Stirling Astronomical Society – Gravitational Waves

A talk by Professor Martin Hendry MBE  

“Gravitational waves are the ‘ripples’ in the fabric of spacetime predicted by Albert Einstein’s General Theory of Relativity and produced by some of the most violent events in the cosmos. On September 14th 2015 two giant laser interferometers known as LIGO, the most sensitive scientific instruments ever built, made the first ever direct detection of gravitational waves from the merger of a pair of massive black holes more than a billion light years from Earth. Within their first two years of operation the LIGO detectors, now joined by the Virgo interferometer near Pisa in Italy, have made several more detections of black hole mergers – and in August 2017 observed for the first time gravitational waves from the collision of two neutron stars, triggering observations of its aftermath across the entire electromagnetic spectrum that have brought exciting new insights on the expansion of the Universe, the speed of gravity and the origin of heavy elements like gold and platinum.”


“Hear the inside story of these remarkable discoveries, which were recognised with the award of the 2017 Nobel Prize for Physics to three of the pioneers of the LIGO project, and the amazing technology of the LIGO detectors that is capable of measuring tiny distortions less than a million millionth the width of a human hair. Explore the exciting future that lies ahead for gravitational-wave astronomy – from a global network of ground-based interferometers to the emerging plans for spaceborne detectors – as we open an entirely new window on the Universe.”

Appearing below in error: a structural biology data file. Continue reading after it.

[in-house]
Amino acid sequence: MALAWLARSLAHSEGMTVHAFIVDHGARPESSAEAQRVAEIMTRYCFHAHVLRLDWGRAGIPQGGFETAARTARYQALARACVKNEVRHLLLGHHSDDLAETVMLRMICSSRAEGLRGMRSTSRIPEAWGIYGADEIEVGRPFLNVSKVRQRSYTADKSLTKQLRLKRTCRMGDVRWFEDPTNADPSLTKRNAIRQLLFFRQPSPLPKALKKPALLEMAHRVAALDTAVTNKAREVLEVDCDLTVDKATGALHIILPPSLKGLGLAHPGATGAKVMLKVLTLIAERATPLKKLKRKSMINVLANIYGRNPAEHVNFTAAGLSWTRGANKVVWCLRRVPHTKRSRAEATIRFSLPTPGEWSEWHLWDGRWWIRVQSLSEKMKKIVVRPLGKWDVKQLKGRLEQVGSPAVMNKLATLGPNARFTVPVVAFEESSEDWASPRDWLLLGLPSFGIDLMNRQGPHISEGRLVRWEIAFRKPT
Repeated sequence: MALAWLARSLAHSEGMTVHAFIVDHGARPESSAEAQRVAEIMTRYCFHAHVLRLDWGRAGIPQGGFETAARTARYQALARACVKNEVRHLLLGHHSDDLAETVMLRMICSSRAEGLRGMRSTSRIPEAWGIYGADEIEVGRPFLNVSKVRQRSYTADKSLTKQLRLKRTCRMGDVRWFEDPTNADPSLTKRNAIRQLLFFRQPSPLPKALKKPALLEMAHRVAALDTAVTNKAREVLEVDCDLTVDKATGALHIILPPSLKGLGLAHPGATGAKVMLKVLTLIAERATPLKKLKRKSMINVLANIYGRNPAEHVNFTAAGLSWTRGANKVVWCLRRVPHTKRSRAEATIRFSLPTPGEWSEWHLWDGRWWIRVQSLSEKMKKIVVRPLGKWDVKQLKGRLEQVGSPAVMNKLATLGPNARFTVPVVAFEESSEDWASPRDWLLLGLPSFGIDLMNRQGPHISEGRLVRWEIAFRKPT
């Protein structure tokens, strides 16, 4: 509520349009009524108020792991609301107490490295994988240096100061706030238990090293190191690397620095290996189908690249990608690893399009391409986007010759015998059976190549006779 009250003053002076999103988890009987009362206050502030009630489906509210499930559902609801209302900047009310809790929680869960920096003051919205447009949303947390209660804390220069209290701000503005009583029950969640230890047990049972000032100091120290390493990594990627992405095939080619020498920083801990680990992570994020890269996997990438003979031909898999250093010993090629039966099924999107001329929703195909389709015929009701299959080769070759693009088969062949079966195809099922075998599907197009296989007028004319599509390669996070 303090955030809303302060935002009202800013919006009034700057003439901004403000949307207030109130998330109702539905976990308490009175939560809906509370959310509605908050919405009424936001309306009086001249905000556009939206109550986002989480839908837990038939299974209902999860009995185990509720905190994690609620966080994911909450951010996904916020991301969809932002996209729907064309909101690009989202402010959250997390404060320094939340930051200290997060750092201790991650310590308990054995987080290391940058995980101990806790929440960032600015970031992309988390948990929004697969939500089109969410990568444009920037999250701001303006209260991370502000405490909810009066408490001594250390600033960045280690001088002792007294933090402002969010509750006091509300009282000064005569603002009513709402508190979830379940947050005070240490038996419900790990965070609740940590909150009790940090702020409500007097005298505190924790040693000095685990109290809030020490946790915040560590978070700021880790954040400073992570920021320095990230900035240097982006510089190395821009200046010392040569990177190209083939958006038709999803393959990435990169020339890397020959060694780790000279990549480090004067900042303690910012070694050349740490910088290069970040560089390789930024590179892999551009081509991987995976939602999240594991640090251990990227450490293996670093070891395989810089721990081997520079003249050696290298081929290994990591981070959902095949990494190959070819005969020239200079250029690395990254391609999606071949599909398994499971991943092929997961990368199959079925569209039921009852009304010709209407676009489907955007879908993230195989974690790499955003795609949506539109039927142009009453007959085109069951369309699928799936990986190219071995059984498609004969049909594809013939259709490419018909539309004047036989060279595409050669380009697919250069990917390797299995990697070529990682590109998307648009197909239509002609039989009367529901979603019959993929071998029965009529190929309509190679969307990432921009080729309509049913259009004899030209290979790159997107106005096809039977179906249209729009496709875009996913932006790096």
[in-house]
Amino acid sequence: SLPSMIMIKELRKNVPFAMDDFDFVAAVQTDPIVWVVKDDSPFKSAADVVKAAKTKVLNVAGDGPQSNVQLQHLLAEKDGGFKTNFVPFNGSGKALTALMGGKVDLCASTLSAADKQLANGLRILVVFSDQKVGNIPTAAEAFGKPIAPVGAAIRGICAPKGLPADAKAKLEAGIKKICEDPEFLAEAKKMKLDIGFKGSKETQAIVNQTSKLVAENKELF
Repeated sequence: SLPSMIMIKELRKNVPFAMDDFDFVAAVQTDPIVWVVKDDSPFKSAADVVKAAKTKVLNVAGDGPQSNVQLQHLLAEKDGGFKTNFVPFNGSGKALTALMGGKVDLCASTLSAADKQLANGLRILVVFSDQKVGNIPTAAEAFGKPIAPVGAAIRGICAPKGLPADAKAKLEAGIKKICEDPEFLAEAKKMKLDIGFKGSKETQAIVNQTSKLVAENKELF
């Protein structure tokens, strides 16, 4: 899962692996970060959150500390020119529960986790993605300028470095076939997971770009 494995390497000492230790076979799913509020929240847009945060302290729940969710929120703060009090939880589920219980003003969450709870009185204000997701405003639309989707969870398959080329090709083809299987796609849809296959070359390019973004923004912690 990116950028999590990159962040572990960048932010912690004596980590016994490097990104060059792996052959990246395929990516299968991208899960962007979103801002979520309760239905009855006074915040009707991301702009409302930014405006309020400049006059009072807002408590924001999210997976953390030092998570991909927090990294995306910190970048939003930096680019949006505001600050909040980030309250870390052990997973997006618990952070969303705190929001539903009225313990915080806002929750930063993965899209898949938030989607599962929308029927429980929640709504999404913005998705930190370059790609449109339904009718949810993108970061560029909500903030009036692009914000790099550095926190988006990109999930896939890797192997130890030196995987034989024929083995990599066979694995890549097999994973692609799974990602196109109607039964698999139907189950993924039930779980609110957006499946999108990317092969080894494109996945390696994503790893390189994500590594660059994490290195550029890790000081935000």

“Martin Hendry is Professor of Gravitational Astrophysics and Cosmology in the Institute for Gravitational Research at the University of Glasgow, where he is also Head of the School of Physics and Astronomy. He is a member of the LIGO Scientific Collaboration – an international group of more than 1200 scientists who, with their colleagues in the Virgo Collaboration, are at the vanguard of the exciting new field of gravitational wave-astronomy.  Martin is a passionate enthusiast for promoting science to the public and he currently chairs the Education and Public Outreach group of the LIGO Scientific Collaboration.  He is a Fellow of the Institute of Physics and the Royal Society of Edinburgh and in 2015 was awarded the MBE for his services to the public understanding of science.”




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Event Details

Date: 11th January 2019

Start time: 19:00

End time: 21:30

Venue: Smith Art Gallery and Museum

Phone: 01786 471917